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British Prime Minister David Cameron delivers his speech on the economy during a visit to precision grinding engineers Cinetic Landis Ltd on March 7, 2013 in Keighley, England. During his visit to West Yorkshire the prime minister emphasised that he will hold firm on the economy and that any change in the governments route to economic recovery would plunge the U.K. 'back into the abyss.' - 

Linda Edwards lives on welfare -- with her disabled son -- in a housing project in southeast London. She is about to fall victim to a radical reform of the British benefit system. Because she has one more room that she needs, Linda faces a stark choice: lose $1,000 worth of benefits a year -- or move to a smaller property.

“I mean, I’m 54. Why should I have to do that? Why should I have to move out?" she  asks, rejecting any suggestion that she is sponging off welfare. “I’m caring for my son, so as far as I’m concerned, I’m doing a job.”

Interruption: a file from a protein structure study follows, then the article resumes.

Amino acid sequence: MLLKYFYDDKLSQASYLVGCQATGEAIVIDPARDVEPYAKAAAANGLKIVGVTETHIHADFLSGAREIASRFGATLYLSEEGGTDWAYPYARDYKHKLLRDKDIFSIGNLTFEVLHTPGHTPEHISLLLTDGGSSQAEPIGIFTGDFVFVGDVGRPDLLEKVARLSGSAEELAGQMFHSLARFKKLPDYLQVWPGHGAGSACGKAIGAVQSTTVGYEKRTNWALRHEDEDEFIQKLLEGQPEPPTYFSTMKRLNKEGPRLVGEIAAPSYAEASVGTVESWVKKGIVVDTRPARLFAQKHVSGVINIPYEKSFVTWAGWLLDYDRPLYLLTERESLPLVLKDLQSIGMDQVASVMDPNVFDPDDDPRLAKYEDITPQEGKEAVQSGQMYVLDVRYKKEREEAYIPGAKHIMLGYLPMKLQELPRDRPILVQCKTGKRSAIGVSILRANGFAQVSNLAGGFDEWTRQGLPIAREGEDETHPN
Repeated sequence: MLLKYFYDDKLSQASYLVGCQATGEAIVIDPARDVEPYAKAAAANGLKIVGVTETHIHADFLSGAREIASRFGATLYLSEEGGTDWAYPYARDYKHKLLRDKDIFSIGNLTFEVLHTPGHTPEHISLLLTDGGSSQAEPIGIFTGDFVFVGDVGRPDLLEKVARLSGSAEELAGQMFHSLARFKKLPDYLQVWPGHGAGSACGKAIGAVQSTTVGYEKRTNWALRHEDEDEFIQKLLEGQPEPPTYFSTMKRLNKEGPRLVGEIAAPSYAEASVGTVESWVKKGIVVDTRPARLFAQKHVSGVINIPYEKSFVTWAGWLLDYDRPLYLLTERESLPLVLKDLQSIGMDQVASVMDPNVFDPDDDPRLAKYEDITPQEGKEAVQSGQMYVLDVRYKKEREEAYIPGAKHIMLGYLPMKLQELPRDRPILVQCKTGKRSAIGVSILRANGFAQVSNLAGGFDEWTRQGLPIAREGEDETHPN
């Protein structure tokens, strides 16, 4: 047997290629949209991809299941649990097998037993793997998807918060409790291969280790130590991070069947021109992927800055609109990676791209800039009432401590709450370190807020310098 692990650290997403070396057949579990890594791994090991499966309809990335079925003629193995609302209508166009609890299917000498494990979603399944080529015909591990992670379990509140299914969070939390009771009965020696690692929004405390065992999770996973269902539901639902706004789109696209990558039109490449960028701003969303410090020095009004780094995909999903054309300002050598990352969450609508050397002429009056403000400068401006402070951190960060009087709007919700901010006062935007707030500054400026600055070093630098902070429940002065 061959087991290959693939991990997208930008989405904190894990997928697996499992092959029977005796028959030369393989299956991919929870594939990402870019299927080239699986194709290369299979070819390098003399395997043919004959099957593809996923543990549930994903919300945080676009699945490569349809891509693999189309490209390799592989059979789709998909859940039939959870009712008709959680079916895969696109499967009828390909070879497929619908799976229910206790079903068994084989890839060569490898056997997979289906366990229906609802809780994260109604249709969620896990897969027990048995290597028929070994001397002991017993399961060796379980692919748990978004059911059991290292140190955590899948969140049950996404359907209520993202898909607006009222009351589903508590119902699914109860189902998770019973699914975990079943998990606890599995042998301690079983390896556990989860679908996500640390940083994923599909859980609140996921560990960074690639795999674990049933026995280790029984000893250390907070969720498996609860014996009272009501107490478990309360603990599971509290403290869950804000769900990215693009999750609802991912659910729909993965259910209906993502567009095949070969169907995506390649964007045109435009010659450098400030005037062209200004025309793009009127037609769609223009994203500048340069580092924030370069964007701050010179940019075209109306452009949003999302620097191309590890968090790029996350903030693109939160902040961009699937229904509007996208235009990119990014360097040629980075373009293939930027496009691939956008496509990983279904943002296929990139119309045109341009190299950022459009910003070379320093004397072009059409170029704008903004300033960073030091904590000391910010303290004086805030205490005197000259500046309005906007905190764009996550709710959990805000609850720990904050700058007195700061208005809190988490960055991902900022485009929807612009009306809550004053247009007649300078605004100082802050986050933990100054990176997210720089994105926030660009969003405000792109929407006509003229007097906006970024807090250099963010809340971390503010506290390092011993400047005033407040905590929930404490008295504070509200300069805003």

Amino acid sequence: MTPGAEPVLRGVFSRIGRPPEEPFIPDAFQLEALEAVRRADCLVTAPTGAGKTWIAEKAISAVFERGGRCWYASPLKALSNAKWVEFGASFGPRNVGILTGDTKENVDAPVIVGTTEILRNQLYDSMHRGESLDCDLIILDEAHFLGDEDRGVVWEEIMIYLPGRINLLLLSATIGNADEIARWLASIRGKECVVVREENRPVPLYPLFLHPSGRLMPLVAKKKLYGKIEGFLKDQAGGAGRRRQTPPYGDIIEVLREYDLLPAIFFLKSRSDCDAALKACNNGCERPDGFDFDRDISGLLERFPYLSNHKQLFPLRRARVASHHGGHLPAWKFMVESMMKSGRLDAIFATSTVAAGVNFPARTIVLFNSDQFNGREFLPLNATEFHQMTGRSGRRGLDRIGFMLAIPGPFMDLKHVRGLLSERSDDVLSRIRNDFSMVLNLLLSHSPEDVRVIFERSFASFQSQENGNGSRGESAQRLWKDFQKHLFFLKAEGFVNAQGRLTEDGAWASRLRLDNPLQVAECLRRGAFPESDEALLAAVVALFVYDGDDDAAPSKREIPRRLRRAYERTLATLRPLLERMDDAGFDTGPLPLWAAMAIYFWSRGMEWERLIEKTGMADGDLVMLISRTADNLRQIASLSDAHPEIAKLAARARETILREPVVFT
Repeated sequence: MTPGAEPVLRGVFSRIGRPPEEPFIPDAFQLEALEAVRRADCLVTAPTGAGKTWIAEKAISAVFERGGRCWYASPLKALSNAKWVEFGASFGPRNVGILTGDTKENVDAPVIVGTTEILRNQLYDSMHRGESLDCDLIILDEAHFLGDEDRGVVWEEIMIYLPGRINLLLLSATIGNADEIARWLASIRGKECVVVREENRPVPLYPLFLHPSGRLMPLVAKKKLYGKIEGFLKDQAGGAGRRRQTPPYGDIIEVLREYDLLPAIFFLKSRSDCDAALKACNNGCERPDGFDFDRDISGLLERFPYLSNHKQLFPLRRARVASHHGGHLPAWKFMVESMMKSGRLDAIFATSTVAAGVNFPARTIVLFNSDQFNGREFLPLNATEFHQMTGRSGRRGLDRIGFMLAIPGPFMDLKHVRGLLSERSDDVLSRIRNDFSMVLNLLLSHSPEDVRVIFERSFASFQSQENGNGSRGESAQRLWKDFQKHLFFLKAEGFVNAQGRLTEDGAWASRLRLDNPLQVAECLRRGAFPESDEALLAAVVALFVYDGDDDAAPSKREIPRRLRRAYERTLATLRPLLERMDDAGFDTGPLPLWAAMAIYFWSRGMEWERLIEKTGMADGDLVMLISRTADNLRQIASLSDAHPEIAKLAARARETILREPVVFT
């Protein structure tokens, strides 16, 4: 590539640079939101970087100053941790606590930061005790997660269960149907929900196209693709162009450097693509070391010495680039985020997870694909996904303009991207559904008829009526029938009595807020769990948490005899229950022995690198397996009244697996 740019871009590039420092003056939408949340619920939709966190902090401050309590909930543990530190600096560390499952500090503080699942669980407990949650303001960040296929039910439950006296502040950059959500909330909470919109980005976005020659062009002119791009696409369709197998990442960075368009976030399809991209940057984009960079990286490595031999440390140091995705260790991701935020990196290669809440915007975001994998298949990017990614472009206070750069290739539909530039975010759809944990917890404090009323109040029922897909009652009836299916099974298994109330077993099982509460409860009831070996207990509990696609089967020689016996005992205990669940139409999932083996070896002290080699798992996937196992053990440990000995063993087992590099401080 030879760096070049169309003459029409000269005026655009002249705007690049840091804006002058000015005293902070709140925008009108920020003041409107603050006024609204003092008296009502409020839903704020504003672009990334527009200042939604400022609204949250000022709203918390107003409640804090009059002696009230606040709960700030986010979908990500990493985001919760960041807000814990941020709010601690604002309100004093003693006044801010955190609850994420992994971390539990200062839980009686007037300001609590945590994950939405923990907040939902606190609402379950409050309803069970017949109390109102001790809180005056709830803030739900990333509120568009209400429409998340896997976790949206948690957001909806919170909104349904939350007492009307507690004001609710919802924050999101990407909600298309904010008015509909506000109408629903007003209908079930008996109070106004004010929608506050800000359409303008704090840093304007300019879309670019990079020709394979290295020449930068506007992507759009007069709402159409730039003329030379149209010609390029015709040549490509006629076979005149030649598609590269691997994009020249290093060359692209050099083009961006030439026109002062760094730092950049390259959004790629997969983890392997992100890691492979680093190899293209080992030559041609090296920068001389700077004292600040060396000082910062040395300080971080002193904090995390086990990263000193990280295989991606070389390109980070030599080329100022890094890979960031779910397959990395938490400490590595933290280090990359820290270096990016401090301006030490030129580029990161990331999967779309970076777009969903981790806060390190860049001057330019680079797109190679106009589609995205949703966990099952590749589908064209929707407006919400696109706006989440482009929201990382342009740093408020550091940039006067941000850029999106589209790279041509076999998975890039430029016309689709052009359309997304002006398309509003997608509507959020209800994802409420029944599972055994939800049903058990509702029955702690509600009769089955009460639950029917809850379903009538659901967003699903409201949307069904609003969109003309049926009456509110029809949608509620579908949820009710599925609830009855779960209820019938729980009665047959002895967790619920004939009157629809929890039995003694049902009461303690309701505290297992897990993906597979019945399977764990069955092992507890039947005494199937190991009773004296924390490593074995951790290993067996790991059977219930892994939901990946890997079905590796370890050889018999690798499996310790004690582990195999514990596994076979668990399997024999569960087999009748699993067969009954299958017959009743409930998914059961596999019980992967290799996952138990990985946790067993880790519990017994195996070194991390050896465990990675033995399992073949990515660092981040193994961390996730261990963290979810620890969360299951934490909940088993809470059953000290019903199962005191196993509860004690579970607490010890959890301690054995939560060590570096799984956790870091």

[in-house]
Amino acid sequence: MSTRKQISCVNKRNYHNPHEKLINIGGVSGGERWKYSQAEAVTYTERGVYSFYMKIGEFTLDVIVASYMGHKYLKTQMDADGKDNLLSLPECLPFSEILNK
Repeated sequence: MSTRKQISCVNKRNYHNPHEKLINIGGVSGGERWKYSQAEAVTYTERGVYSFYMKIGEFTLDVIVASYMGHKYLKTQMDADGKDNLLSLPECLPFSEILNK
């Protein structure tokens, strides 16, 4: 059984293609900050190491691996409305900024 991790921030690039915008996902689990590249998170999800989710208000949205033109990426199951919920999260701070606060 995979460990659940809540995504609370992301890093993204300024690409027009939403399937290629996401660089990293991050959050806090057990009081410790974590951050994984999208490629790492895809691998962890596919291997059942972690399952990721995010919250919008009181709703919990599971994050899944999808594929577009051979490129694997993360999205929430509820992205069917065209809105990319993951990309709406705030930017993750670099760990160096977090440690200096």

Hundreds of thousands of Brits like her face losing handouts as a raft of new measures designed to contain the escalating cost of welfare begins to bite. Prime Minister David Cameron says the measures are necessary to save public money and to give British people more incentive to work.

But Liam Byrne of the opposition Labour Party says Cameron is penalizing the most vulnerable and dismantling a venerable British institution: the Welfare State.

“The system that supports those of our neighbors who are in need is being taken apart,” says Byrne. “What he’s now implementing is a brutal society where those that are poorest have the most taken from them.”

The government argues that the welfare system is ripe for reform; there is widespread abuse. When it introduced a tough new test for disability benefit, almost a million people dropped their claims rather than submit to it. Some had been citing “blisters “ and “acne” as reasons for their inability to work. More than 46,000 claimed incapacity benefit because of “behavioral disorders due to the use of alcohol.”

The Minister for Work and Pensions Iain Duncan-Smith vigorously defends his reforms: “What we’re doing is getting some fairness in the system,” he says. “We’re getting  the bills under control and reforming a system that leaves people trapped on benefit, out of work. That has to change. We’re changing it now.”

Welfare and state pensions will soon account for $320 billion a year in Britain -- a third of all public spending. The government claims that even with the reforms it won’t reduce that overall bill, just stop it spiraling out of control.